The Internet is a decentralised structure whose functioning depends on a series of complementary technical protocols, laws, and international regulations. As a result of this, its well-functioning entails negotiations among a variety of stakeholders, including those responsible for developing digital markets, policies, legal frameworks and technical standards. It is this shared responsibility among industry, citizens and governments that translates into what is called the multistakeholder approach – a model that enables relevant stakeholders to jointly engage in negotiations concerning principles, rules, norms and technical standards. This approach has characterized the global governance of the Internet since its early stages in the 1990s when the main challenge was the identification of a management solution for the Internet domain name system (DNS), in accordance with economic and policy priorities of governments and industry. In order to move the debate beyond the technical dimension of the Internet, the World Summit of Information Society (WSIS) was the first forum promoted by the United Nations in 2003 to launch international cooperation to establish a sustainable transnational governance model for the Internet, involving civil society, in addition to industry and governments. Of particular relevance, one of the key outcomes of the WSIS was the formalisation of multistakeholder inclusivity as a defining feature of the next two decades of Internet governance.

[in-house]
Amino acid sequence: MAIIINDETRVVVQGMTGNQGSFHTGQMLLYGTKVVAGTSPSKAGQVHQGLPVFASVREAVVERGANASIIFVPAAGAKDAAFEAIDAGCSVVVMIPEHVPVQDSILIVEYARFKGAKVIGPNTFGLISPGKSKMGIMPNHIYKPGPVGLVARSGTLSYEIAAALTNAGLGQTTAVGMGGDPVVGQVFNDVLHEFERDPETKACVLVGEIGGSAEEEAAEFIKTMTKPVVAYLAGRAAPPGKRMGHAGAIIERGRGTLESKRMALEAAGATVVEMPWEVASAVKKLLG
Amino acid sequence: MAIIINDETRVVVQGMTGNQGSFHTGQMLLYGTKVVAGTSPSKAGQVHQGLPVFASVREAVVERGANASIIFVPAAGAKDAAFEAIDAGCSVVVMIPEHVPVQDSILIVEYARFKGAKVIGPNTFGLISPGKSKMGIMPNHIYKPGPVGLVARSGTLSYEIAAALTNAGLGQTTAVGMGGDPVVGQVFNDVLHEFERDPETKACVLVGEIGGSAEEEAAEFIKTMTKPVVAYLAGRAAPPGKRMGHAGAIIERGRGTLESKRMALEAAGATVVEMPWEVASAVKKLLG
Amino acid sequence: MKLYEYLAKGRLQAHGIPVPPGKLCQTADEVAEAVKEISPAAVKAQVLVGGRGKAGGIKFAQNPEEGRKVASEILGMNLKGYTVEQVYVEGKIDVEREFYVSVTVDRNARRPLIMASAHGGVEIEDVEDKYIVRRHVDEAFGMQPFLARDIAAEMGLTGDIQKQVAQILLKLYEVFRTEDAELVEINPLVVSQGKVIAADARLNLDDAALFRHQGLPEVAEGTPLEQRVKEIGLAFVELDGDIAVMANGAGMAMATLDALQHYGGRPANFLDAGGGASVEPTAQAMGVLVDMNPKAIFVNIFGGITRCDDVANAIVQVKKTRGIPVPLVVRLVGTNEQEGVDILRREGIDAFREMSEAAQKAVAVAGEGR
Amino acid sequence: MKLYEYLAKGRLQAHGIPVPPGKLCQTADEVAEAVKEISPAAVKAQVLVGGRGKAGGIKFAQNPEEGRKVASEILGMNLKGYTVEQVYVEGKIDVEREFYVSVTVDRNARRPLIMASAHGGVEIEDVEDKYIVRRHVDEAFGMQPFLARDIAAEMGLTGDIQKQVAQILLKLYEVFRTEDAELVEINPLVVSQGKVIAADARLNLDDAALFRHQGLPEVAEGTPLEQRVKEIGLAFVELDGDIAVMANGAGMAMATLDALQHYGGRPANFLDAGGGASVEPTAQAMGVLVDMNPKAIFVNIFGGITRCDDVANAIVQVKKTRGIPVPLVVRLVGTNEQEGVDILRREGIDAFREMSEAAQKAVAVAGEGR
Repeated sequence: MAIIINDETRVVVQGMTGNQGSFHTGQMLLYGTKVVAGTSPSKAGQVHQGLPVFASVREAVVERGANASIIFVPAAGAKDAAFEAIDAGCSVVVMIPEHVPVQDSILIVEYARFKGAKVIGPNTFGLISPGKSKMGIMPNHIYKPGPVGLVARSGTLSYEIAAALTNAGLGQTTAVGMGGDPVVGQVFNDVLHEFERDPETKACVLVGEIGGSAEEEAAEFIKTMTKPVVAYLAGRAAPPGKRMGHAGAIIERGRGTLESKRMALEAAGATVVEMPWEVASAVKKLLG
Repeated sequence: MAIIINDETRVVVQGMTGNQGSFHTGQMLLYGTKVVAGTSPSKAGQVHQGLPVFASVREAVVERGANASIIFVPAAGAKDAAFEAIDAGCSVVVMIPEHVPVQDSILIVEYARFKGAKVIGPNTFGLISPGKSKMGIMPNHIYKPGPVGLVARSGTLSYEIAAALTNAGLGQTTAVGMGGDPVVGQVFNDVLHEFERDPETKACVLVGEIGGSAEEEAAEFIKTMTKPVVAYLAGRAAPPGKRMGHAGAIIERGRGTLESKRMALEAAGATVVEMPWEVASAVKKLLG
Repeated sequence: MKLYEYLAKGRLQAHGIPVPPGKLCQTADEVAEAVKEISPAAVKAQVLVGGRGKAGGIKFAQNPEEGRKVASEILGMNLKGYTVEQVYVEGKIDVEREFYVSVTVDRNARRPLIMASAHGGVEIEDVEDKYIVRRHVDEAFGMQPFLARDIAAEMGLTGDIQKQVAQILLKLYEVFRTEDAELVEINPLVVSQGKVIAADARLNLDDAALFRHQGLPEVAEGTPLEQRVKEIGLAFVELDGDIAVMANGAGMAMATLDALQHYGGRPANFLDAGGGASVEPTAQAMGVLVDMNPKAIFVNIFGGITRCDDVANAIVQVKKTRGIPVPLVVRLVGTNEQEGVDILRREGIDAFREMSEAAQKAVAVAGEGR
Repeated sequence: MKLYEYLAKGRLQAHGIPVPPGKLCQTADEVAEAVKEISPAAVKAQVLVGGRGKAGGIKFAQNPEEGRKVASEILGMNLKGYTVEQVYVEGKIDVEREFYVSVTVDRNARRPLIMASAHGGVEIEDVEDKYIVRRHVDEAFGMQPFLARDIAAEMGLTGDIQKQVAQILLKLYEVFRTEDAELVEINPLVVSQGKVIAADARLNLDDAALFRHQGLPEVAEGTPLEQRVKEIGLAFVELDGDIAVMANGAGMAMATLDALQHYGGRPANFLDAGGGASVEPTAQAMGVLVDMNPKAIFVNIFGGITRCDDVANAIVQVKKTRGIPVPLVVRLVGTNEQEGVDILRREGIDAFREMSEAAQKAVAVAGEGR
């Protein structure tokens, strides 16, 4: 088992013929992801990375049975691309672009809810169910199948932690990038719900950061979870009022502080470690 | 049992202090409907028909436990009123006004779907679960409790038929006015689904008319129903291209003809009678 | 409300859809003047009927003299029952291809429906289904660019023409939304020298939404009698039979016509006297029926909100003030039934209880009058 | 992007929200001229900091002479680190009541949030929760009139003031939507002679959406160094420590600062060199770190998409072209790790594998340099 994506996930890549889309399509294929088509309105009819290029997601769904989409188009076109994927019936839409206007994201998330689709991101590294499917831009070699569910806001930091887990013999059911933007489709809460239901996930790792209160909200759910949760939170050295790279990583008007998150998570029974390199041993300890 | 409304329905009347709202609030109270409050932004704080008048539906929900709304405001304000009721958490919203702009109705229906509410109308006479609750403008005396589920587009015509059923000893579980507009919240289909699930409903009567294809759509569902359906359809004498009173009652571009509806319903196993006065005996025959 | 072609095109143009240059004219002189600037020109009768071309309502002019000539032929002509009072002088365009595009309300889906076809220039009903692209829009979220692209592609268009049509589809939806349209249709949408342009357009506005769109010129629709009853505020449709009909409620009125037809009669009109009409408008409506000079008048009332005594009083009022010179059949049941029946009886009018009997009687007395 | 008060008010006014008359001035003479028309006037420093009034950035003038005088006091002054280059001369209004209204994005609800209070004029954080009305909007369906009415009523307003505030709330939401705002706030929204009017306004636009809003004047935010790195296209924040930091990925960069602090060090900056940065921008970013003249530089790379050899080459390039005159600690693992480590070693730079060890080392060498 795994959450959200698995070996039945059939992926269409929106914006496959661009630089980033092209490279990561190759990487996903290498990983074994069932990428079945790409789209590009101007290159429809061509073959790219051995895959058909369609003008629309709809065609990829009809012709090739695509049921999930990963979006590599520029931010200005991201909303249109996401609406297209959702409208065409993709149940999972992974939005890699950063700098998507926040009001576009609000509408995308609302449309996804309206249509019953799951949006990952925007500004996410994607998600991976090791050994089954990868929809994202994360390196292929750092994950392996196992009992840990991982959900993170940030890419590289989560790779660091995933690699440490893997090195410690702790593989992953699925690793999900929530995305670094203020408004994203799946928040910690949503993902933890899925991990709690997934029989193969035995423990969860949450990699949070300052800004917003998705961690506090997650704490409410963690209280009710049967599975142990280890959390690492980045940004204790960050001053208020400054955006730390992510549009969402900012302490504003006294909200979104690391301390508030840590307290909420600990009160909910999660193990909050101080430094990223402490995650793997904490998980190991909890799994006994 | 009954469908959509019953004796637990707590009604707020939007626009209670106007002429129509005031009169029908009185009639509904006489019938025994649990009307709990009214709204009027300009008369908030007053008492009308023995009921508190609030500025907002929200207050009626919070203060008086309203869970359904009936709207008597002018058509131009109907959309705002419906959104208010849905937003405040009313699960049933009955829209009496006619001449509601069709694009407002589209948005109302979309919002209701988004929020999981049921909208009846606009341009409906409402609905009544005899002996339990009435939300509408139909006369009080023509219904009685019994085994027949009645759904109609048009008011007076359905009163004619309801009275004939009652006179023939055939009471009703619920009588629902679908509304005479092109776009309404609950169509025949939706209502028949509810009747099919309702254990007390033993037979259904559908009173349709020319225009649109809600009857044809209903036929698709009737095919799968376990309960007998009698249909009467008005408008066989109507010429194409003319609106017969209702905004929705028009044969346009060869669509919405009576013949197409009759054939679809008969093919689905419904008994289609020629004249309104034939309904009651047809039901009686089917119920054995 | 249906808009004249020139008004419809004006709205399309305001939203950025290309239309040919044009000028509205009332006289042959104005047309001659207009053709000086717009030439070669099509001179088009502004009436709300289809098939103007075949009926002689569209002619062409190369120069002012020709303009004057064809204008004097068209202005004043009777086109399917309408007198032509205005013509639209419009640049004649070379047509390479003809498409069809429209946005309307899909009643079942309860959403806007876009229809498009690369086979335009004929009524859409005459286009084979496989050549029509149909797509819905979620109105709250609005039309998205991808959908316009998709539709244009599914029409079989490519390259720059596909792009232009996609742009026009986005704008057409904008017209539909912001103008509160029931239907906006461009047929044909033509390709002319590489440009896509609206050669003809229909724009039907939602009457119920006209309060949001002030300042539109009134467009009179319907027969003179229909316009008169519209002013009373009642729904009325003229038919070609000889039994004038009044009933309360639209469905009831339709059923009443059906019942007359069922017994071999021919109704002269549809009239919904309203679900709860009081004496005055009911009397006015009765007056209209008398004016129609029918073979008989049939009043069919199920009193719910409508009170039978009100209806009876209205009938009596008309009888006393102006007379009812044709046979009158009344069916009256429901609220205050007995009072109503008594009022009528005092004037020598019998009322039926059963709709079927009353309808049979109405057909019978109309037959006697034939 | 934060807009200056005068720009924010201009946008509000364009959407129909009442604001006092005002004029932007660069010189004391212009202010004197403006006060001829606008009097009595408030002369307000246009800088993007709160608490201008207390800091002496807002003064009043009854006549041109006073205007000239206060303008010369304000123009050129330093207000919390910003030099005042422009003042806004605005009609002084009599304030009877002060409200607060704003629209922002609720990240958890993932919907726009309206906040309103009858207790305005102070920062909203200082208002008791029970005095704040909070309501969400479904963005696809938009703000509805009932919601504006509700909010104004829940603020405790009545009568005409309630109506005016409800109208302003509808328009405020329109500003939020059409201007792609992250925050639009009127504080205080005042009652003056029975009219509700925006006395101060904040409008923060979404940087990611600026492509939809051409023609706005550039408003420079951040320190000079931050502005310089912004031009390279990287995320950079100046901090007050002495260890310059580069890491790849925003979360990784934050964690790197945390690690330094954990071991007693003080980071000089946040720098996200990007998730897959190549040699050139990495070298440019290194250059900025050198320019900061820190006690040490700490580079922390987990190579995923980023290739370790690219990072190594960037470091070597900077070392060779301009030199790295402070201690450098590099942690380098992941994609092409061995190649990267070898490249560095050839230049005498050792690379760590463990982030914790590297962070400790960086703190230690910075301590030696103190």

From Internet Governance to Cyber Diplomacy